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Giants at Cardinals: Can Giants offense have a repeat performance?

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What could happen when the Giants have the ball in Arizona?

NFL: Philadelphia Eagles at New York Giants Brad Penner-USA TODAY Sports

There are just two games to go for the New York Giants. Just two games for interim head coach Steve Spagnuolo and offensive coordinator Mike Sullivan to state the cases for their coaching careers.

The Giants are coming off of, easily, their best offensive performance since the end of the 2015 season. The Giants showed a much more aggressive and wide-open offensive game plan in their second game without Ben McAdoo than in their first. While the Arizona Cardinals’ offense has been ravaged by injury, the Giants’ offense will face another stiff test against Arizona’s defense.

Will they be able to put on a repeat performance after taking the Philadelphia Eagles down to the wire?

Stats at a glance

Giants’ offense

Rushing Yards - 89.0 (28th)

Passing Yards - 222.0 (17th)

Total Yards - 311.0 (24th)

Points - 16.3 (30th)

Cardinals’ defense

Rushing Yards - 92.1 (6th)

Passing Yards - 221.1 (14th)

Total Yards - 313.3 (7th)

Points - 24.1 (24th)

Wayne Gallman

The Giants’ fourth-round rookie isn’t the Giants’ “official” lead back, but with Orleans Darkwa dealing with a hamstring injury, he has stepped up as the de facto top running back.

Fellow rookies Evan Engram and Dalvin Tomlinson have been obvious bright spots in the depressing season. Gallman has also been something of a bright spot as well, though he has been far more quiet about it. He has yet to score a rushing touchdown, but he is proving himself a capable and determined rusher. Pro Football Focus states that he picked up 24 of his 39 rushing yards after contact while also forcing 15 broken or missed tackles in his 86 rushing attempts this season. He is also proving to be a capable receiver, with 28 catches for 149 yards and a touchdown this year.

He has only picked up 369 yards on the season (4.3 yards per carry), but considering the injuries to the Giants offensive line and inconsistencies in run blocking, Gallman is showing intriguing upside.

The Giants will likely find the Cardinals as hard to run on as the Eagles, but perhaps it is time to hand him the ball as the official lead back and see what he can do with more than eight carries.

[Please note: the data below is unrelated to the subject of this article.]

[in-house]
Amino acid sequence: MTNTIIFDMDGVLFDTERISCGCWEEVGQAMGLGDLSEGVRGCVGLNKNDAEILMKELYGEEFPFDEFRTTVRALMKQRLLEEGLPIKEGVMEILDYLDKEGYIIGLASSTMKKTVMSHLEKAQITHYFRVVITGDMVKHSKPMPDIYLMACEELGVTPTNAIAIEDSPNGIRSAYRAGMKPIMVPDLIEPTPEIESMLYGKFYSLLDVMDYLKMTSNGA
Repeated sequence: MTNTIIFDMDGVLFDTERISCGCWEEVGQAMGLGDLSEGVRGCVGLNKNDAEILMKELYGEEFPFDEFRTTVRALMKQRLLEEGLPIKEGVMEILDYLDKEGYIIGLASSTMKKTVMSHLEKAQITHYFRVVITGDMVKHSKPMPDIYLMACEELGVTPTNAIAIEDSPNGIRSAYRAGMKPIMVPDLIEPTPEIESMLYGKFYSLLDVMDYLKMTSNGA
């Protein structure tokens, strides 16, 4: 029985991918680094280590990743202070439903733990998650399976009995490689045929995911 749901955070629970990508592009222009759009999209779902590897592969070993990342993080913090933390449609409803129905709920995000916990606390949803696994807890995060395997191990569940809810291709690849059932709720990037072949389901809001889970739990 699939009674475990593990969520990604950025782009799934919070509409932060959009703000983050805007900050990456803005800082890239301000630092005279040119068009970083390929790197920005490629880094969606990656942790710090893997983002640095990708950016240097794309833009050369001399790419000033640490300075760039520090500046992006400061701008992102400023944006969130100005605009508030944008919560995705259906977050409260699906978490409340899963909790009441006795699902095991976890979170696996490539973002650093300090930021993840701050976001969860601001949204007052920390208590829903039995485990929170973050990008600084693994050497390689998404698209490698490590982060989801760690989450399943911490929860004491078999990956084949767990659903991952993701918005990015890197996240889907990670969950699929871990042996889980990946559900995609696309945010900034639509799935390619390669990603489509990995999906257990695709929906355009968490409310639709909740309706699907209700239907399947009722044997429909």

Rinse and repeat?

If there has been one constant on offense this season for the New York Giants, it is that they have been almost impressively inconsistent on offense.

They have put forward a few promising game plans this season; their warp-speed attack against Philadelphia in Week 3, their ground and pound offense against the Denver Broncos in Week 6, and their innovative (and frankly, fun) attack against the Kansas City Chiefs in Week 11. But each time, they have gone back into their shell the following week, with a predictable and simplistic offense.

This past week the depleted offense very nearly carried the team to victory, but for two botched special teams plays breaking the 30-point barrier in the process. It would have been the first for both of them since 2015. The fact that they did it on what has been an elite defense makes it all the more impressive.

However, the question remains whether or not the Giants will try to build on that success or go back into their very well-worn shell. The engines that drove the Giants offense against Philly, Sterling Shepard and Evan Engram, remain on the field. However, Tavarres King, who provided the vertical element that has so often been missing from the Giants’ passing game, is in the concussion protocol.

The Giants showed this past week that they have enough talent on offense that they can play with anyone in the league — even while missing their best player in Odell Beckham Jr. and best offensive linemen. The question is whether they will be put in a position to do so, and so far the answer has been “rarely”. With just two chances left to show the Giants, and the rest of the NFL, that they are worthy of jobs, will Steve Spagnuolo and Mike Sullivan come out swinging, or once again be conservative?

Chandler Jones

In what has been a common occurrence this season, the Giants are playing a defense that boasts a dangerous pass rush. In particular, they need to be worried about one player — Chandler Jones. Thanks to the fact that the Cardinals’ season has been almost as disappointing as New York’s, Jones isn’t getting the national buzz and recognition that he deserves, but he has a legitimate case to be the defensive player of the year.

Jones has gotten at least one sack in each of the last four games, and there have only been two games in which he hasn’t recorded a sack — Week 4 against the San Francsico 49ers, and Week 11 against the Houston Texans.

Most likely remember him as a defensive end, but has converted to outside linebacker once joining the Cardinals, shedding roughly 10 to 15 pounds in the process. The result is a more athletic and explosive rusher, and he leads the league in both sacks (15.0) and tackles for a loss (25).

All things considered, Eli Manning hasn’t gotten sacked much this season. At 27 sacks on the year, he has the same number as Dak Prescott and four fewer than Tom Brady. Much of that is due to a quick passing scheme that gets the ball out before the rush has a chance to get to Manning, such as when the Giants used it to beat the Philadelphia Eagles’ blitzes last Sunday. Even so, the Giants’ young offensive tackles will have their work cut out for them to keep Manning upright and put a third “0” on Jones’ season stat sheet.